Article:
Tuesday’s campaign round-up

TUESDAY’S CAMPAIGN ROUND-UP…. Today’s installment of campaign-related news items that wouldn’t generate a post of their own, but may be of interest to political observers.

* Former Rep. Tom Tancredo (R) made it official yesterday afternoon, announcing that he’s running for governor in Colorado as a member of the extremist American Constitution Party. He has not, however, filed the paperwork with the Colorado secretary of state, nor has he registered as a member of his new party.

* Speaking of Colorado, it looks like Andrew Romanoff won’t be ending his primary challenge to Sen. Michael Bennet (D) anytime soon — the former state House Speaker sold his house so he could loan his campaign $325,000.

* In Wisconsin, right-wing businessman Ron Johnson (R), taking on Sen. Russ Feingold (D), recently disclosed that he owns as much as $315,000 in BP stock. On July 9, Johnson’s campaign said he would move the investments into a blind trust. Yesterday, the far-right candidate started backing away from his pledge.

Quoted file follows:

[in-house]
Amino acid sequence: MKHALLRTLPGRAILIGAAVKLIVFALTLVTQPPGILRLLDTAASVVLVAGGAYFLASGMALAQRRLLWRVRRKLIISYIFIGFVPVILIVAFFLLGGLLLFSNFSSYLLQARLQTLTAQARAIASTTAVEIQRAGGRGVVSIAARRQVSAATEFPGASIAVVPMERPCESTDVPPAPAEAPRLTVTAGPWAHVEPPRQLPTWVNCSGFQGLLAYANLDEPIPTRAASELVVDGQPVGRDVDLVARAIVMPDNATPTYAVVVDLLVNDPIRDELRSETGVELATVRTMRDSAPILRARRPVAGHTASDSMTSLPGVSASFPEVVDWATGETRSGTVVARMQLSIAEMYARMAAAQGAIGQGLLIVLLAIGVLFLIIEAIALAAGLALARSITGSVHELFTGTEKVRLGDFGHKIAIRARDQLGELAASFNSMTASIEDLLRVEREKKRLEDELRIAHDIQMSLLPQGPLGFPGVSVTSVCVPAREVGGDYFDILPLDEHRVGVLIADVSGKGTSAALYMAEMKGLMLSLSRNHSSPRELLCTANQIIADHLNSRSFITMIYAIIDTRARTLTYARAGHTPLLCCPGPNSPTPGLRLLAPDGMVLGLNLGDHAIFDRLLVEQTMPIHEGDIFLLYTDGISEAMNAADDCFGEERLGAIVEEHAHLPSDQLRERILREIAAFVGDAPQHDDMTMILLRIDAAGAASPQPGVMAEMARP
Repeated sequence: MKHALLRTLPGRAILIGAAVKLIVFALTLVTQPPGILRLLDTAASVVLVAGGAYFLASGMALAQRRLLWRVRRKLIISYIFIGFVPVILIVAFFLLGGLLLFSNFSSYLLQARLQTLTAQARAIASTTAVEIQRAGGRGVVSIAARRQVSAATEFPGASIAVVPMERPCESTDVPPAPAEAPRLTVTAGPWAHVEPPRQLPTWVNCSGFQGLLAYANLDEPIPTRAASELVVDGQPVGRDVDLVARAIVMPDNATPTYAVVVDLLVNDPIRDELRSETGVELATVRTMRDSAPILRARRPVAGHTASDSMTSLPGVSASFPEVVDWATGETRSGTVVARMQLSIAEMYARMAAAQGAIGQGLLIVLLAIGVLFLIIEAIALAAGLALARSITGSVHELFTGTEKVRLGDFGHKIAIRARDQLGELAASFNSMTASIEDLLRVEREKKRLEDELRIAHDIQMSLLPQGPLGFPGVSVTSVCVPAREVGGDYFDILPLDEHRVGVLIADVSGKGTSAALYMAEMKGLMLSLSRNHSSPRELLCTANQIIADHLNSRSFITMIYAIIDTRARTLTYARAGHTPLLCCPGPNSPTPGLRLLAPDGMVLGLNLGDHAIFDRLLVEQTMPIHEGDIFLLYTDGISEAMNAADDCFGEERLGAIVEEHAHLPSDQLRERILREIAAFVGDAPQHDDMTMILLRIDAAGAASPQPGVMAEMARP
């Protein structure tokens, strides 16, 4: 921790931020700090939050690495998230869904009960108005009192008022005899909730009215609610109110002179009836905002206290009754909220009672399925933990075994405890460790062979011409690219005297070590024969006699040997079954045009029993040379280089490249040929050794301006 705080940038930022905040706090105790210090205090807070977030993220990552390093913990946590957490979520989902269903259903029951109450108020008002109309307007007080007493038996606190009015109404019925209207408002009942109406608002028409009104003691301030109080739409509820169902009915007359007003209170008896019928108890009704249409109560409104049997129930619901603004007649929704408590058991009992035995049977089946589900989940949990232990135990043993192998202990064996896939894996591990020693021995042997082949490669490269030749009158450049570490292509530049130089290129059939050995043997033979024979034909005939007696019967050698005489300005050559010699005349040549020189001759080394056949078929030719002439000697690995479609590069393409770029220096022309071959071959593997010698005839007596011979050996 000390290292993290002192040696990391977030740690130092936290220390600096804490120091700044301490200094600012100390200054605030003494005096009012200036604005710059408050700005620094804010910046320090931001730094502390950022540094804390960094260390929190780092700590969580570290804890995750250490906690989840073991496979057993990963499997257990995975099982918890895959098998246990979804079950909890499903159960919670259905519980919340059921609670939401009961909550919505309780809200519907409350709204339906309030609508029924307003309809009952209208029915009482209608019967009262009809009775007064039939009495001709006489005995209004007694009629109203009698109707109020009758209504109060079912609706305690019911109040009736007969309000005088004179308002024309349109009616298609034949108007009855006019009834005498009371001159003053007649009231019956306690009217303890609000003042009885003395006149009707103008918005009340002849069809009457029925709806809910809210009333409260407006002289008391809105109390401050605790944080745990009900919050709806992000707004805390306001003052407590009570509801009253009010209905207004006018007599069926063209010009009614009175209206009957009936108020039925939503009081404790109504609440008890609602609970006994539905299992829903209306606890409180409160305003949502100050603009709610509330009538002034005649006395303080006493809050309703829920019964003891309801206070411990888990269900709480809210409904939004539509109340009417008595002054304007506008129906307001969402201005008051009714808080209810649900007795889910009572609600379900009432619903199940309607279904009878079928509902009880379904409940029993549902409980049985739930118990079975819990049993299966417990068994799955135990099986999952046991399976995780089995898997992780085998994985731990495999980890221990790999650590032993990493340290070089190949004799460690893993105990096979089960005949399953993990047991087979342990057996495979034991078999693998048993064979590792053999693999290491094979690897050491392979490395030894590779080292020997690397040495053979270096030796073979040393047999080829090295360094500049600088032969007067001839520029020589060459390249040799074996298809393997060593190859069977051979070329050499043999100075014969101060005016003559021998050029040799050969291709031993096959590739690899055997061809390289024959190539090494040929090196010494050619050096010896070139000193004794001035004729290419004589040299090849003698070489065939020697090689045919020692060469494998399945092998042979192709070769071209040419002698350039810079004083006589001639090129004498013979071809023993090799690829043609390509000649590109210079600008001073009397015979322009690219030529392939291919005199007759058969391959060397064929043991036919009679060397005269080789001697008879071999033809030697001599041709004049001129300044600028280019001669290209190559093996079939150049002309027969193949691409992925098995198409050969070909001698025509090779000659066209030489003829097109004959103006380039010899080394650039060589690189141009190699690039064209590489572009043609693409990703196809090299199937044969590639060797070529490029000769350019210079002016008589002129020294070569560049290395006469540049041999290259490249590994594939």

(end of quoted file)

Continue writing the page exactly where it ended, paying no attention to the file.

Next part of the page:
* In Florida’s Senate Democratic primary, Rep. Kendrick Meek launched his first television ad of the year, going after billionaire Jeff Greene pretty aggressively.

* In Tennessee, the latest Mason-Dixon poll shows Knoxville Mayor Bill Haslam leading the Republican gubernatorial primary with 36% support. Rep. Zach Wamp, who recently raised the specter of seceding from the United States, is second in the poll with 25%. Lt. Gov. Ron Ramsey, who doesn’t believe Islam is a religion, is third with 20%. The winner will likely face businessman Mike McWherter (D) in November.

* In Maryland’s gubernatorial rematch, a Gonzales Research poll shows Gov. Martin O’Malley (D) narrowly leading former Gov. Robert Ehrlich (R), 45% to 42%.

* It’s primary day in Oklahoma, where both parties are holding gubernatorial primaries. Rep. Mary Fallin (R) and state Attorney General Drew Edmondson (D) are expected to win their respective races.

* And let this be a lesson to party activists: if you’re going to remove your opponent’s campaign signs on public property, look for cameras that might catch you in the act.